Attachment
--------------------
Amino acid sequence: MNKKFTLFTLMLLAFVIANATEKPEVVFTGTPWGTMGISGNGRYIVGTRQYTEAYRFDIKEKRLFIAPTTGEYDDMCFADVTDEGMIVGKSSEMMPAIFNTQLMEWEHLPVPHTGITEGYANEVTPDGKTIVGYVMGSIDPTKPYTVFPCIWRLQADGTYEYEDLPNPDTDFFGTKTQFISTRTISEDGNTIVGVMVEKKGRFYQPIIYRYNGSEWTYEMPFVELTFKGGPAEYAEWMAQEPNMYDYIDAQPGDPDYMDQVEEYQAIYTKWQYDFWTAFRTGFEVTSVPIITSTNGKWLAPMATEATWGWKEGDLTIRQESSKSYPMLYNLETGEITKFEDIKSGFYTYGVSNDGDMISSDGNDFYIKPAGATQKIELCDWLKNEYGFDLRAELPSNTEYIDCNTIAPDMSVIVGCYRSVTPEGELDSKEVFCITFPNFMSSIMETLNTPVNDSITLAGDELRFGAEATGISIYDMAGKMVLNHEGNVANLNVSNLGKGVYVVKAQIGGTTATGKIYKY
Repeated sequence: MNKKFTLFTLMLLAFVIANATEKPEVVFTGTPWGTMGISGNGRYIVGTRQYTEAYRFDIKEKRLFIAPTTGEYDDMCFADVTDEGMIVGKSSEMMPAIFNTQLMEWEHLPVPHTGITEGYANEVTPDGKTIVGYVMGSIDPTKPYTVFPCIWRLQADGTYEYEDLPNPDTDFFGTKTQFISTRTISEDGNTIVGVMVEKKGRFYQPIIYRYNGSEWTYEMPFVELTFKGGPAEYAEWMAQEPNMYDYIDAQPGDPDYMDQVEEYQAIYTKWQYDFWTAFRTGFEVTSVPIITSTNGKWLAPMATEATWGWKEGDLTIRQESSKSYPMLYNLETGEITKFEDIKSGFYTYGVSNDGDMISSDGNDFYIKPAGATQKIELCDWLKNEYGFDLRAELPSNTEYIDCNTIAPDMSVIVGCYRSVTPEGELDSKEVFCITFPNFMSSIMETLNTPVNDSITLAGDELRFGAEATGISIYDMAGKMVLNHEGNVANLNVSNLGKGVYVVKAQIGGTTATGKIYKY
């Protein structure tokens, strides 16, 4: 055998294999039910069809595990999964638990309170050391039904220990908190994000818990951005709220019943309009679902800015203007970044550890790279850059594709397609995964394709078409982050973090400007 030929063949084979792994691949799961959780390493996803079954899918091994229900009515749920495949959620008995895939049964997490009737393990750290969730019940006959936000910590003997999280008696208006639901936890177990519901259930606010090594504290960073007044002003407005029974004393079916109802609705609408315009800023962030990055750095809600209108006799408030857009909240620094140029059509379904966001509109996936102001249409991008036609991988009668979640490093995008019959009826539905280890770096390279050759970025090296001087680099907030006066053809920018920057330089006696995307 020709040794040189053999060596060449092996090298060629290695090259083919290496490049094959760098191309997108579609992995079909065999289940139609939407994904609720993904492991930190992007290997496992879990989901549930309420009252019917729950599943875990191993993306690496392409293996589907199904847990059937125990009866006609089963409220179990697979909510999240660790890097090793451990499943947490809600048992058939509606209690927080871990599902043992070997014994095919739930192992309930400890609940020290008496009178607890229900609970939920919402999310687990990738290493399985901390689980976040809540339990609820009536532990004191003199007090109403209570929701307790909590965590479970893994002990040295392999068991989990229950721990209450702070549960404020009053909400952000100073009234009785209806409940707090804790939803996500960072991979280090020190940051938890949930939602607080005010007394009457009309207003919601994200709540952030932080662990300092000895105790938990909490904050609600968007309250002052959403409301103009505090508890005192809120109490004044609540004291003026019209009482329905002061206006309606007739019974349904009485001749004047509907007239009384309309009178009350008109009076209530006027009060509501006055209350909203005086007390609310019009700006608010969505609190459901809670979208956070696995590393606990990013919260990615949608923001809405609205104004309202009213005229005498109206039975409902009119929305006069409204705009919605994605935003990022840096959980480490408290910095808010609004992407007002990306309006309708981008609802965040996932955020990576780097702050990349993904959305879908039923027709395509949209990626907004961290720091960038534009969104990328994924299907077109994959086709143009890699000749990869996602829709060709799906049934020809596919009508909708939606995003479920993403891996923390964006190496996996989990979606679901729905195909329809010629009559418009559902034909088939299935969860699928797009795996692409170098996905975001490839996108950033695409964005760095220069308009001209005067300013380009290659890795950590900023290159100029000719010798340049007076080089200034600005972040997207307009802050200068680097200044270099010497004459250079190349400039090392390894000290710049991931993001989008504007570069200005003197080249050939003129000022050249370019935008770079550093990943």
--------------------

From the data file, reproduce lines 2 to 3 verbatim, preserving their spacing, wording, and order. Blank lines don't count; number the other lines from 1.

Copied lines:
Repeated sequence: MNKKFTLFTLMLLAFVIANATEKPEVVFTGTPWGTMGISGNGRYIVGTRQYTEAYRFDIKEKRLFIAPTTGEYDDMCFADVTDEGMIVGKSSEMMPAIFNTQLMEWEHLPVPHTGITEGYANEVTPDGKTIVGYVMGSIDPTKPYTVFPCIWRLQADGTYEYEDLPNPDTDFFGTKTQFISTRTISEDGNTIVGVMVEKKGRFYQPIIYRYNGSEWTYEMPFVELTFKGGPAEYAEWMAQEPNMYDYIDAQPGDPDYMDQVEEYQAIYTKWQYDFWTAFRTGFEVTSVPIITSTNGKWLAPMATEATWGWKEGDLTIRQESSKSYPMLYNLETGEITKFEDIKSGFYTYGVSNDGDMISSDGNDFYIKPAGATQKIELCDWLKNEYGFDLRAELPSNTEYIDCNTIAPDMSVIVGCYRSVTPEGELDSKEVFCITFPNFMSSIMETLNTPVNDSITLAGDELRFGAEATGISIYDMAGKMVLNHEGNVANLNVSNLGKGVYVVKAQIGGTTATGKIYKY
């Protein structure tokens, strides 16, 4: 055998294999039910069809595990999964638990309170050391039904220990908190994000818990951005709220019943309009679902800015203007970044550890790279850059594709397609995964394709078409982050973090400007 030929063949084979792994691949799961959780390493996803079954899918091994229900009515749920495949959620008995895939049964997490009737393990750290969730019940006959936000910590003997999280008696208006639901936890177990519901259930606010090594504290960073007044002003407005029974004393079916109802609705609408315009800023962030990055750095809600209108006799408030857009909240620094140029059509379904966001509109996936102001249409991008036609991988009668979640490093995008019959009826539905280890770096390279050759970025090296001087680099907030006066053809920018920057330089006696995307 020709040794040189053999060596060449092996090298060629290695090259083919290496490049094959760098191309997108579609992995079909065999289940139609939407994904609720993904492991930190992007290997496992879990989901549930309420009252019917729950599943875990191993993306690496392409293996589907199904847990059937125990009866006609089963409220179990697979909510999240660790890097090793451990499943947490809600048992058939509606209690927080871990599902043992070997014994095919739930192992309930400890609940020290008496009178607890229900609970939920919402999310687990990738290493399985901390689980976040809540339990609820009536532990004191003199007090109403209570929701307790909590965590479970893994002990040295392999068991989990229950721990209450702070549960404020009053909400952000100073009234009785209806409940707090804790939803996500960072991979280090020190940051938890949930939602607080005010007394009457009309207003919601994200709540952030932080662990300092000895105790938990909490904050609600968007309250002052959403409301103009505090508890005192809120109490004044609540004291003026019209009482329905002061206006309606007739019974349904009485001749004047509907007239009384309309009178009350008109009076209530006027009060509501006055209350909203005086007390609310019009700006608010969505609190459901809670979208956070696995590393606990990013919260990615949608923001809405609205104004309202009213005229005498109206039975409902009119929305006069409204705009919605994605935003990022840096959980480490408290910095808010609004992407007002990306309006309708981008609802965040996932955020990576780097702050990349993904959305879908039923027709395509949209990626907004961290720091960038534009969104990328994924299907077109994959086709143009890699000749990869996602829709060709799906049934020809596919009508909708939606995003479920993403891996923390964006190496996996989990979606679901729905195909329809010629009559418009559902034909088939299935969860699928797009795996692409170098996905975001490839996108950033695409964005760095220069308009001209005067300013380009290659890795950590900023290159100029000719010798340049007076080089200034600005972040997207307009802050200068680097200044270099010497004459250079190349400039090392390894000290710049991931993001989008504007570069200005003197080249050939003129000022050249370019935008770079550093990943």